Aetna to outsource rulings

From Times Staff and Wire Reports

Aetna Inc., the third-largest U.S. health insurer, will let outside doctors decide whether to cancel coverage for sick customers suspected of obtaining policies through false or incomplete information.

The Hartford, Conn., company will give three-member physician panels the final say on rescinding individual and family policies starting today.

Aetna is the first of more than 1,300 insurers to set up binding outside reviews in every state where they do business, said California Insurance Department spokesman Darrel Ng.


The cancellation of policies after people developed costly illnesses such as cancer and heart disease became a national issue in 2006 because of incidents in California.

Stories in the Los Angeles Times over the last two years helped prompt state regulators to crack down on insurers through fines and orders to reinstate thousands of policies improperly canceled after patients ran up large bills.

State regulators have won more than $20 million in settlements over the practice from five insurers, including $10 million from WellPoint Inc. of Indianapolis. WellPoint agreed to reinstate 1,770 members. Congress opened an investigation in July.

“This issue has generated much public attention for our industry, and we want to address it head on,” said Aetna Chief Executive Ron Williams, who often speaks out on health policy issues. “We want to go the extra mile when it comes to the tough decision of rescinding the few policies we must.”

Aetna shares fell $2.76, or 7.2%, to $35.83. The stock has dropped 38% this year.

Insurers are supposed to check a customer’s eligibility for coverage before issuing a policy, not after illness sets in, regulators said. In California, some companies did no investigating until claims for major illnesses started to be filed.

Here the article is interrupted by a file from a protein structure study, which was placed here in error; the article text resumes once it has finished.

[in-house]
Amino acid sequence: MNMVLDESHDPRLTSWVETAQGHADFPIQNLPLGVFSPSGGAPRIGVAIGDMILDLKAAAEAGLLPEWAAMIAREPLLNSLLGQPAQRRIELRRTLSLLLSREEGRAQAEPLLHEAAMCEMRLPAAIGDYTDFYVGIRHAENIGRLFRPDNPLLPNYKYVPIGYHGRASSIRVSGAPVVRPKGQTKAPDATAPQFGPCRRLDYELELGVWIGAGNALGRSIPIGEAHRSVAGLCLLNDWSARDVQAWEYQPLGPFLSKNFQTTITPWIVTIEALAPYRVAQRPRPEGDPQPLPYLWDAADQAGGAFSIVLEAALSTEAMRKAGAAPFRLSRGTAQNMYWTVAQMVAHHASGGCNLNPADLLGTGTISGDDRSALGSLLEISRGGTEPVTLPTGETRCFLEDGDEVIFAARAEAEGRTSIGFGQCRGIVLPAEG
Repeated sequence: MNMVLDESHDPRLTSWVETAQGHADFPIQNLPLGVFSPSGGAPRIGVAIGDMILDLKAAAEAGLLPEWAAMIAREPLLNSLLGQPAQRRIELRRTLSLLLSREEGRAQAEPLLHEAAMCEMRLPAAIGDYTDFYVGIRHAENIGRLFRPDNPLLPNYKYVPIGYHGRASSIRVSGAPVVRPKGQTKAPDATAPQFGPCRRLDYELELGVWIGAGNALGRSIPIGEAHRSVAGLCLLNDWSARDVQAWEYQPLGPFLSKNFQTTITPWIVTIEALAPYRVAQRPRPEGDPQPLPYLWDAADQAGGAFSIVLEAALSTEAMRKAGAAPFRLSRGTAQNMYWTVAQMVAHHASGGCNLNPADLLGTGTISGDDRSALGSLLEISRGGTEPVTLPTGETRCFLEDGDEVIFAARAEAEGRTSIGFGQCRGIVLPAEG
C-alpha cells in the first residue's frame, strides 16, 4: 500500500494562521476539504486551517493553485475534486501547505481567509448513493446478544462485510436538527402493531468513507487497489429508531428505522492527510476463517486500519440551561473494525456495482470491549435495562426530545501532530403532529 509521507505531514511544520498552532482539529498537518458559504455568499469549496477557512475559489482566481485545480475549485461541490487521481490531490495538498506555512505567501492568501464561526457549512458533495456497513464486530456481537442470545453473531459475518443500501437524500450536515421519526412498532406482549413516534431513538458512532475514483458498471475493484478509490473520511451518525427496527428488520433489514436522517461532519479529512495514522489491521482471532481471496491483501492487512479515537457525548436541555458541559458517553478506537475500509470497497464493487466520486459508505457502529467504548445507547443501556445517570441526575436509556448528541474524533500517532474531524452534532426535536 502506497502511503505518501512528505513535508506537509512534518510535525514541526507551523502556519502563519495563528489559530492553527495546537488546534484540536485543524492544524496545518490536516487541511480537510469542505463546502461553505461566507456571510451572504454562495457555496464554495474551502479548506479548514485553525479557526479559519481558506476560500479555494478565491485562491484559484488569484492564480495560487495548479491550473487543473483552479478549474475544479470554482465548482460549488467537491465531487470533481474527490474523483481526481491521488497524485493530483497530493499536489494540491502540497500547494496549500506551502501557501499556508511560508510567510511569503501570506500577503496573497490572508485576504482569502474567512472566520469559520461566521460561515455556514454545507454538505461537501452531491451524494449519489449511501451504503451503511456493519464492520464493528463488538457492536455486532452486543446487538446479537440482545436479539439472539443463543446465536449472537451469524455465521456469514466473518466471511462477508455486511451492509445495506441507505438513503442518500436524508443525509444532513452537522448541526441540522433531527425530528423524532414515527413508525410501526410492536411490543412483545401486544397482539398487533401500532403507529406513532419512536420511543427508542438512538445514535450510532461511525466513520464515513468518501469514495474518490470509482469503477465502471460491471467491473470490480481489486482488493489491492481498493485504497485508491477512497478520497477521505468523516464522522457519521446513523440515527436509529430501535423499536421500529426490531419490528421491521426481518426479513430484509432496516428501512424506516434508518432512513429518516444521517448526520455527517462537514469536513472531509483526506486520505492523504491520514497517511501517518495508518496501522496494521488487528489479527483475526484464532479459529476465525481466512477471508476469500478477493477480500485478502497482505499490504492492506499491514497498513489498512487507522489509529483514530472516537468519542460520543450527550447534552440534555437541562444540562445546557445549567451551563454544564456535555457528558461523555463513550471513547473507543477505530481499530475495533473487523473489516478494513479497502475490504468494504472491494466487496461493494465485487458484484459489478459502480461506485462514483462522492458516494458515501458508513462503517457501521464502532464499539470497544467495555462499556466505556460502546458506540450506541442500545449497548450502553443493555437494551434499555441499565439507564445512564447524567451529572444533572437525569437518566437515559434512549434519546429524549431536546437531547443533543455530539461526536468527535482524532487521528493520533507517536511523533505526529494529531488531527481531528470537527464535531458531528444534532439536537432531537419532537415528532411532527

Such retroactive cancellations, known in the industry as rescissions, can saddle families with debts, interrupt treatment and leave consumers permanently uninsurable in the private market.

All insurers doing business in California eventually will be required to conduct independent reviews of cancellations, Ng said.

“This nationwide independent review process should give consumers enhanced peace of mind that they will always be treated fairly and have access to a process independent of Aetna,” Williams said.

The insurance industry defends cancellations as necessary protection against fraud by those applying for coverage. Abuses skew the assessment of how risky and expensive it will be to cover someone and raise prices for honest customers, according to the insurers.

Consumers have said that confusing application forms used by some insurers elicited incomplete disclosures that could be used later to justify cancellations.

Aetna has hired independent review company MCMC of Boston to perform more than 40,000 reviews of medical bills and services each year.

Investigators in California have focused much of their attention on Health Net Inc. of Woodland Hills. On Sept. 12, the insurer settled a state probe by reinstating 926 sick customers, covering $14.2 million in medical bills and paying a $3.6-million fine.

Health Net paid a $1-million fine last year after California discovered it had been financially rewarding workers who found reasons to drop policyholders who had become ill. A judge in February ordered the company to pay $9.4 million to a hair stylist whose coverage was canceled while she was undergoing treatment for breast cancer.

The other companies that reached settlements are the PacifiCare unit of UnitedHealth Group Inc. of Minnetonka, Minn., the largest U.S. health insurer, and two nonprofit insurers, San Francisco-based Anthem Blue Shield of California and Kaiser Permanente of Oakland.

Aetna hasn’t been embroiled in regulatory actions over rescissions because it is careful to investigate applications before granting coverage, said company spokesman Mohit Ghose.